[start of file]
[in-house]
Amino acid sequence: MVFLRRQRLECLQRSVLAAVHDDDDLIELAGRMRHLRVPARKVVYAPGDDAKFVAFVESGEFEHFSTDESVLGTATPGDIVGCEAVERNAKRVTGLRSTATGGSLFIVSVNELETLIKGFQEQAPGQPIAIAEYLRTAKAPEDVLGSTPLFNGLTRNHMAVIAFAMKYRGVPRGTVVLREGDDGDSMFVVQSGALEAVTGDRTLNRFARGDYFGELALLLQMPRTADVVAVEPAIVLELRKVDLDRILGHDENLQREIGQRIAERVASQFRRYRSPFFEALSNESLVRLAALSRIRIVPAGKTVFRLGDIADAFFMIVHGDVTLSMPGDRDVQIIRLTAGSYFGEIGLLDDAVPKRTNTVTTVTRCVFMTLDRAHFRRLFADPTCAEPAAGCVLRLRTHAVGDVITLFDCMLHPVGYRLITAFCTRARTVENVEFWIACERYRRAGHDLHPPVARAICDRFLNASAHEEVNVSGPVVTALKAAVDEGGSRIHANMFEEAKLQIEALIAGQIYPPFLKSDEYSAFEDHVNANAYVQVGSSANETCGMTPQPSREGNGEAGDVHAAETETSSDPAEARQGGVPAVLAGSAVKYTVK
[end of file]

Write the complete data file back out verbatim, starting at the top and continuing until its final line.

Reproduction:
[in-house]
Amino acid sequence: MVFLRRQRLECLQRSVLAAVHDDDDLIELAGRMRHLRVPARKVVYAPGDDAKFVAFVESGEFEHFSTDESVLGTATPGDIVGCEAVERNAKRVTGLRSTATGGSLFIVSVNELETLIKGFQEQAPGQPIAIAEYLRTAKAPEDVLGSTPLFNGLTRNHMAVIAFAMKYRGVPRGTVVLREGDDGDSMFVVQSGALEAVTGDRTLNRFARGDYFGELALLLQMPRTADVVAVEPAIVLELRKVDLDRILGHDENLQREIGQRIAERVASQFRRYRSPFFEALSNESLVRLAALSRIRIVPAGKTVFRLGDIADAFFMIVHGDVTLSMPGDRDVQIIRLTAGSYFGEIGLLDDAVPKRTNTVTTVTRCVFMTLDRAHFRRLFADPTCAEPAAGCVLRLRTHAVGDVITLFDCMLHPVGYRLITAFCTRARTVENVEFWIACERYRRAGHDLHPPVARAICDRFLNASAHEEVNVSGPVVTALKAAVDEGGSRIHANMFEEAKLQIEALIAGQIYPPFLKSDEYSAFEDHVNANAYVQVGSSANETCGMTPQPSREGNGEAGDVHAAETETSSDPAEARQGGVPAVLAGSAVKYTVK